Automotive industry in Brazil
Florianopolis Travel Blog› entry 3 of 4 › view all entries
June 20th, 2006 – by: GTLynn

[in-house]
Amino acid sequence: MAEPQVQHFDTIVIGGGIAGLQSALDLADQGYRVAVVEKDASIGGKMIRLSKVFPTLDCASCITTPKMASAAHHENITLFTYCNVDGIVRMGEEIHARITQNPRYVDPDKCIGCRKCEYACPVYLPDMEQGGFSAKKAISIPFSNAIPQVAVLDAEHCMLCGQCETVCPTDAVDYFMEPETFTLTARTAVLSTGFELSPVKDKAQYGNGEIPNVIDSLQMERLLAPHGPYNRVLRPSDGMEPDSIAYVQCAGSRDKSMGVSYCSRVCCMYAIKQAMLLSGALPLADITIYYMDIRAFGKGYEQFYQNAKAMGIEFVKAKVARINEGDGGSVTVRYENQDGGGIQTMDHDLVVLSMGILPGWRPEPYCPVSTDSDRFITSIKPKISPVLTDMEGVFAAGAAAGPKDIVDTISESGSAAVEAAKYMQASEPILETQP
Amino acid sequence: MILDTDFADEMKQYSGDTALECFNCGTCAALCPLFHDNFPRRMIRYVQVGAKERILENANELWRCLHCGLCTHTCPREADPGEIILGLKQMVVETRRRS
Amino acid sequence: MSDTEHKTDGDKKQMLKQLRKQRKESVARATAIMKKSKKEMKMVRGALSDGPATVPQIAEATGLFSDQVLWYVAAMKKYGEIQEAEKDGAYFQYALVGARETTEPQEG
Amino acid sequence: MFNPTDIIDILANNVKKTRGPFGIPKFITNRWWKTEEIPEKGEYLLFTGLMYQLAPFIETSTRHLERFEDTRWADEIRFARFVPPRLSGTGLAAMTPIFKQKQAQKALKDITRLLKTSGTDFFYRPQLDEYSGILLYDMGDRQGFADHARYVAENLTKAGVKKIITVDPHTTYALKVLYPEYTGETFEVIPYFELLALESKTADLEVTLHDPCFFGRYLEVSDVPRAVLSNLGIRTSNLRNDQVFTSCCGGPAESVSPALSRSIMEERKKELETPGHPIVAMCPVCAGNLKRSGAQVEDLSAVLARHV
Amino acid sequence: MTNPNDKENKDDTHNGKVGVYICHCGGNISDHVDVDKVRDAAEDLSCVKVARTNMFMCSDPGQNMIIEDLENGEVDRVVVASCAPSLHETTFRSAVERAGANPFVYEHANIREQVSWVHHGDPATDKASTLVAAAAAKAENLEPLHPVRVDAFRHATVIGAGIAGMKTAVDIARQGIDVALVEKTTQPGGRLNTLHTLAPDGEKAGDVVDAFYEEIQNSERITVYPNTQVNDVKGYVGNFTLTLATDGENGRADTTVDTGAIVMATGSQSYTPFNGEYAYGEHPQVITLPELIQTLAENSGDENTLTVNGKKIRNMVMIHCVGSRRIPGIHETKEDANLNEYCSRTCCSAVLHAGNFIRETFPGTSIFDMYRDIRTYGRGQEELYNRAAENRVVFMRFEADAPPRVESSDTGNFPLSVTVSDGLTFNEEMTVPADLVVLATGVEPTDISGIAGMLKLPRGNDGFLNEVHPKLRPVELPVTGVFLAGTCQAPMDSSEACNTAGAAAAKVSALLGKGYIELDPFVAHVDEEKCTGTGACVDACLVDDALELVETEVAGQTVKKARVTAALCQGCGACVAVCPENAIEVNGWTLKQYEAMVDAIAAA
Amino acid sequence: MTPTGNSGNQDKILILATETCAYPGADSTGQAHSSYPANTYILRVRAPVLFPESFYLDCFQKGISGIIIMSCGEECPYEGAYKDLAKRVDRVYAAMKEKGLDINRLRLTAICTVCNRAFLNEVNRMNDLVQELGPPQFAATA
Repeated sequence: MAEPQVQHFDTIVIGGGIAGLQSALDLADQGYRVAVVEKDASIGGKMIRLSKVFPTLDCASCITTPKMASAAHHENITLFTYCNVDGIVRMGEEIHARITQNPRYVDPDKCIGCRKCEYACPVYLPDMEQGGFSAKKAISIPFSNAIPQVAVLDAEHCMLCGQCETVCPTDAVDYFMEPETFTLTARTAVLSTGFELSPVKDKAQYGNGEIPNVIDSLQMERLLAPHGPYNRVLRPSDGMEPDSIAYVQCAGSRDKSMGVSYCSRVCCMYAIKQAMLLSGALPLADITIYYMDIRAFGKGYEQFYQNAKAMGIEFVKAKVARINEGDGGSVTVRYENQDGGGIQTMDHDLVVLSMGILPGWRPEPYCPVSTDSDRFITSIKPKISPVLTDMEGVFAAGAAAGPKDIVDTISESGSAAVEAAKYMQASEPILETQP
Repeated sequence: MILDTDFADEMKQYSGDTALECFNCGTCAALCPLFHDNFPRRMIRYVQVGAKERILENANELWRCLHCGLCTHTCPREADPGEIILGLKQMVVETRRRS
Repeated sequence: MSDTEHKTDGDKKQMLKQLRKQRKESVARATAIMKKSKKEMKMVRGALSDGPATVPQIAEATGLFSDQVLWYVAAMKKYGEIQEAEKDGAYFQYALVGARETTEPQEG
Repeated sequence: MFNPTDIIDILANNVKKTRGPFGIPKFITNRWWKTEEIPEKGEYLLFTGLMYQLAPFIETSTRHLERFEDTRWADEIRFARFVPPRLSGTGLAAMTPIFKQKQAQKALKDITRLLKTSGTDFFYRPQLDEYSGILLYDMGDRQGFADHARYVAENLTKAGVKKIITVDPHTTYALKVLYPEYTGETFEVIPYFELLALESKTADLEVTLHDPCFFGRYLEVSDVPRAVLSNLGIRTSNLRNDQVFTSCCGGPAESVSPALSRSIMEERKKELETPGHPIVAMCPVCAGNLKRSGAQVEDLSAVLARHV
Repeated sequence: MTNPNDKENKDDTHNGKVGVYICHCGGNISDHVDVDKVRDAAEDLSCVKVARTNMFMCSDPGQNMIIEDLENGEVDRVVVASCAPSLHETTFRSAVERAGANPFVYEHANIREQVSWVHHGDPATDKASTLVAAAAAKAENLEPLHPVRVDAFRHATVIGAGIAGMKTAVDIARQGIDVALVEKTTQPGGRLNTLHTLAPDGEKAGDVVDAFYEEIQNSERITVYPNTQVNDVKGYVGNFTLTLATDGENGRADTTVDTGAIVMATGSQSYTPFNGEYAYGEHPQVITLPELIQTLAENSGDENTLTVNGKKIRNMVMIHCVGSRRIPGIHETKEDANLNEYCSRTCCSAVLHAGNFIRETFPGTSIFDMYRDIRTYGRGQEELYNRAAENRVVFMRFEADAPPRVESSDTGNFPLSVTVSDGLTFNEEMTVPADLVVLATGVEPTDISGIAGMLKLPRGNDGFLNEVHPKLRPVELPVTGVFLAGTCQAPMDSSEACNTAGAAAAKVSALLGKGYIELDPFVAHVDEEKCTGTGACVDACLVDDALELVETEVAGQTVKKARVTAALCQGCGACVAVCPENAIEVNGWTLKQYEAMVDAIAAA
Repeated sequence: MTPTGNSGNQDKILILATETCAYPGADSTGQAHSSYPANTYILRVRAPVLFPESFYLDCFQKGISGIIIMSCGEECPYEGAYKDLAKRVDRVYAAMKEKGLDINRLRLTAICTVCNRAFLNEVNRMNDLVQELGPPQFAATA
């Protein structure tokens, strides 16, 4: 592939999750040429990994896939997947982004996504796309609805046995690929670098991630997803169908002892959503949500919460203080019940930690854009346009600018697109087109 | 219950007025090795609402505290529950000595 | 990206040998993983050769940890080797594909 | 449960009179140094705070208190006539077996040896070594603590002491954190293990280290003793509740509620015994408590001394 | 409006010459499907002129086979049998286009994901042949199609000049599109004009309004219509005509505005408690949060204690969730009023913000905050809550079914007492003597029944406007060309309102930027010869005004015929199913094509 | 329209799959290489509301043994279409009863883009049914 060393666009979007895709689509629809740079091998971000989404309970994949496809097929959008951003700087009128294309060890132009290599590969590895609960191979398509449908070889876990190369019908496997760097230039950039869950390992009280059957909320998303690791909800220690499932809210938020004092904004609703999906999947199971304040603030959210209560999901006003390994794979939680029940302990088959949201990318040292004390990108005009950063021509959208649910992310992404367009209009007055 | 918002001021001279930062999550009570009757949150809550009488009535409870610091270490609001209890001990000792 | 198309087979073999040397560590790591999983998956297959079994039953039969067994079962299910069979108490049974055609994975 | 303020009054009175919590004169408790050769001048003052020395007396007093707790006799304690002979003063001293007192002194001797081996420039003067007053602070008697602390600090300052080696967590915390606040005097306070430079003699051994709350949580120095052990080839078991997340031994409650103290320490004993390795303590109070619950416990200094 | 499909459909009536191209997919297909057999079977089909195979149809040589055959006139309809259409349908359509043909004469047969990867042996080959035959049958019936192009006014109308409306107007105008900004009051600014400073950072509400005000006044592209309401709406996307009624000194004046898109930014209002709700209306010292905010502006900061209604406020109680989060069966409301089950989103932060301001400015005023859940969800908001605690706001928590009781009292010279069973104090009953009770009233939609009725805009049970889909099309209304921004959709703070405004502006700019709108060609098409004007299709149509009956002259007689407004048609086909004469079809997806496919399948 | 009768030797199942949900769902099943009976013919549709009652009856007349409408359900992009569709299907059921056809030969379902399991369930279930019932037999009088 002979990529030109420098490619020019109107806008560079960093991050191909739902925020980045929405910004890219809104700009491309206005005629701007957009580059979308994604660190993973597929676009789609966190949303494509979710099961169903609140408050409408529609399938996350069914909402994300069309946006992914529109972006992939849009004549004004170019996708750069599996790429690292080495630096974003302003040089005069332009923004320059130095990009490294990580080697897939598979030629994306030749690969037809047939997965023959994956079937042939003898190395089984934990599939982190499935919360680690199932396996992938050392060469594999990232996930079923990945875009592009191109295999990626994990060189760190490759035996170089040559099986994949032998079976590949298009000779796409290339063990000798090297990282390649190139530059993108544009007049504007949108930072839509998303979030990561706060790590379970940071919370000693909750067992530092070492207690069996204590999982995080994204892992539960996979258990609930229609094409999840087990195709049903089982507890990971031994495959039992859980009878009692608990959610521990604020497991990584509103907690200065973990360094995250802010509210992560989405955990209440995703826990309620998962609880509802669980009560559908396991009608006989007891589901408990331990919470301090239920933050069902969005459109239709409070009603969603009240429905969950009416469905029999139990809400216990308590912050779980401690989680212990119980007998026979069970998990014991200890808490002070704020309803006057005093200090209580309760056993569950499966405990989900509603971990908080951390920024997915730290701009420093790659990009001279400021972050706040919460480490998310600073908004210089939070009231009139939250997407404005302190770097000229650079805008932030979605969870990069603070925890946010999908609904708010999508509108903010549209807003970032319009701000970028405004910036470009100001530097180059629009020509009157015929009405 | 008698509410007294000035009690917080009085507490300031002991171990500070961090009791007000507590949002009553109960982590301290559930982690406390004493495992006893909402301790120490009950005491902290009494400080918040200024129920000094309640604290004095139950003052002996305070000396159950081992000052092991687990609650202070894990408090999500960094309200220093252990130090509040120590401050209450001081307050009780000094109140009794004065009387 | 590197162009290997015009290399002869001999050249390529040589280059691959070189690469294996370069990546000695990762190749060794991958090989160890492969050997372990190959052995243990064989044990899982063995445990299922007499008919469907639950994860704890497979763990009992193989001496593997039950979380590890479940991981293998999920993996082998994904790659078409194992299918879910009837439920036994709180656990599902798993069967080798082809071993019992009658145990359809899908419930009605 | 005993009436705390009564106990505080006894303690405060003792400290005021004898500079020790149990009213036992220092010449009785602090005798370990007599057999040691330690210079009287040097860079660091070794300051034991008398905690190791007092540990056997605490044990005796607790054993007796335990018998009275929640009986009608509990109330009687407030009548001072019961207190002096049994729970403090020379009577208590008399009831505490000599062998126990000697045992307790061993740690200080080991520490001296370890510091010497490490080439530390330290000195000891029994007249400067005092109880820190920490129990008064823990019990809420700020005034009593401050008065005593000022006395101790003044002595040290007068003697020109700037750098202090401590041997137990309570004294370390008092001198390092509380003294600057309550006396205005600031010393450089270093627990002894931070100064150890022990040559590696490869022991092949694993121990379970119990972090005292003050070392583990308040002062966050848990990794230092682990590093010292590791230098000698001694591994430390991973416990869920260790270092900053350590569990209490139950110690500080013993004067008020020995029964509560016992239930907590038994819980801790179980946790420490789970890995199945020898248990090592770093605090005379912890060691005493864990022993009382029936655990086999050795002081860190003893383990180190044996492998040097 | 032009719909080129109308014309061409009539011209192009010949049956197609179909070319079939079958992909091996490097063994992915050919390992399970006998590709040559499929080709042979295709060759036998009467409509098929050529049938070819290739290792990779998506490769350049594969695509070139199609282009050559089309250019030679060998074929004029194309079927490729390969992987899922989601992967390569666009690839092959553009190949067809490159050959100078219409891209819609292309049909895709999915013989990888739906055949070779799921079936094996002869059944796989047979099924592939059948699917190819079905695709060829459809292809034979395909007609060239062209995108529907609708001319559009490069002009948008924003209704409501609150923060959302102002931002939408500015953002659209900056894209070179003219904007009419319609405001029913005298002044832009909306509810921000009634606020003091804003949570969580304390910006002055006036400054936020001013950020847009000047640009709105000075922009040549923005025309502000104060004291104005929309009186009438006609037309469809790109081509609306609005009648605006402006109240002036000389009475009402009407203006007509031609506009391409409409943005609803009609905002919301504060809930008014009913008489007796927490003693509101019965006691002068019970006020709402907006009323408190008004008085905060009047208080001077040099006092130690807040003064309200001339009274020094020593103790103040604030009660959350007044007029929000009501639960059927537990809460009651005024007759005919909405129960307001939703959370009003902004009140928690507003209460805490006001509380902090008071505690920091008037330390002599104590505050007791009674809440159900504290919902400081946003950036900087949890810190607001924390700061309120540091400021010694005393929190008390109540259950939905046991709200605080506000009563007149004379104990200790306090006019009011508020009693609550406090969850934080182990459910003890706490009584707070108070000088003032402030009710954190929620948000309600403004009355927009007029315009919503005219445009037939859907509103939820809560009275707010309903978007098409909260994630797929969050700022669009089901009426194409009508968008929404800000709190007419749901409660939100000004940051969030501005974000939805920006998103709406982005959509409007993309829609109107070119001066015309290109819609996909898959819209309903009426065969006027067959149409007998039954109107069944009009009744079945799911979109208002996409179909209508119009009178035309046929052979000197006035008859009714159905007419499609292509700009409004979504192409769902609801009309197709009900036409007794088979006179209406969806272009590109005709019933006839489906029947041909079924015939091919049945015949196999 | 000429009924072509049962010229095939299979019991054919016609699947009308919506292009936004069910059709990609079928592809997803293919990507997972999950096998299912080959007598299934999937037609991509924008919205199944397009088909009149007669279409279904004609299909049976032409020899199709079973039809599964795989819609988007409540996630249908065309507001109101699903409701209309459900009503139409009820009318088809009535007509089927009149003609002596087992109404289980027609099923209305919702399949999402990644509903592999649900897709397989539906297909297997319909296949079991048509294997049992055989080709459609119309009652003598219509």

From the birth of Argentina and Brazil as nations, through their independence from Europe, they have had little stimulation to encourage domestic industry. The respective countries are both rich in natural resources that have carried them throughout history in economic comfort. Argentina had refined its cattle and agricultural industry so that it became one of the wealthiest countries in the international market at the dawn of the twentieth century. Brazil’s exported resources included an abundant supply of cotton, sugar, coffee, and cocoa. The former industries were the base of fiscal success that sustained the nations and allow for growth within. Neither country was forced to develop a highly technical industrialized economy. Wealth came from primary resources and there was no need to pursue an alternative model. Other countries such as the U.S., Italy, Germany, and Japan were pushed towards alternative methods of expansion. Countries like Japan, that were not rich in natural resources, struggled to gain a place in the world market by developing a manufacturing and technology based industries. Automobile engineering is no exception. Instead of having to import from another industrialized country, it was more profitable and safer to be self-reliant. By being self-sufficient in areas of industrialization, countries are not dependent on each other, allowing for isolationist behavior. Another key factor for developing competitive industry is a continuous threat from neighboring countries. Both Brazil and Argentina are part of the Latin American community, which has been a model for peaceful international relations. Countries with the perceived threat of danger have been forced to industrialize due to regional or international threats and the possibility of self-reliance. Specifically, regional conflict refers to their integral involvement of the modern EU members in the World Wars. This is obvious when looking at the United States, Germany, France, Japan and even South Korea. These countries had a need not only for rapid industrialization but also for mechanization to enable them to combat their enemies in the times of war. Countries with border issues are competing with neighbors in the region. India has developed a strong auto industry with Tata as it races with China. Japan has always felt threatened in the region, forcing it to develop industry and technology rapidly. The threat of war is great with countries that have an advanced auto industry. Wars for Brazil and Argentina have not been over borders for a long time, and have focused on internal problems for the countries, Argentina more so than Brazil. This lack of international strife is a pattern originating from the founding of both countries. There was a comparatively peaceful separation from their colonizers in the gaining of independence. After autonomy from Spain and Portugal, both Brazil and Argentina continued to supply Europe with raw materials, solidifying agreements between the nations. They exported primary goods, while always importing technology developed by the industrializing countries. This cycle began a codependent relationship between the nations, with the suppliers of raw materials on the losing side. Governments in both Argentina and Brazil have gone through multiple shifts. Developing an auto industry through governments going through regime changes is an uphill battle. The nations have not been governmentally stable enough to support their own technological advancement while that they continued to welcome a free international market. They continued to not subsidize domestic production and not apply rigorous tariffs. It was more profitable for outside companies to come in and create jobs through factories than to have to subsidize a local industry. Therefore, it became financially beneficial for the countries to have these foreign born industrial factories within their borders. Instead of importing finished goods, cars are being built in Brazil as a result of high import tariffs on finished goods. In addition, these foreign industries now have a monopoly in Latin America, having obtained much pull with their industrial sector. Thus they will not allow a local competitor to enter the field. However, this has never been a large issue since foreign firms have been the only competitors in South America with both capitals in continually advancing technological knowledge. Thus, the automobile companies from industrialized nations continue to flourish in both Argentina and Brazil. Argentina and Brazil had neither opportunity, need, or desire to develop their own technologies and industries on a grand scale. This is due to several factors but always goes back to the idea of path dependency. These two Latin American nations were blessed with endless natural resources, which to this day they export to the industrialized nations of Europe and the United States. They continue to be reliant on the finished products from these industrialized nations, as they have yet to become self-sufficient. Due to the fact that the strife Argentina and Brazil suffered was almost entirely internal and not external, in addition to their continued dependency of the industrialized nations, Argentina and Brazil never developed their own national automobile industries. Had their been a push, international war, a greater struggle with technology, etc., this may have been different. However, these nations were enabled by their dependency.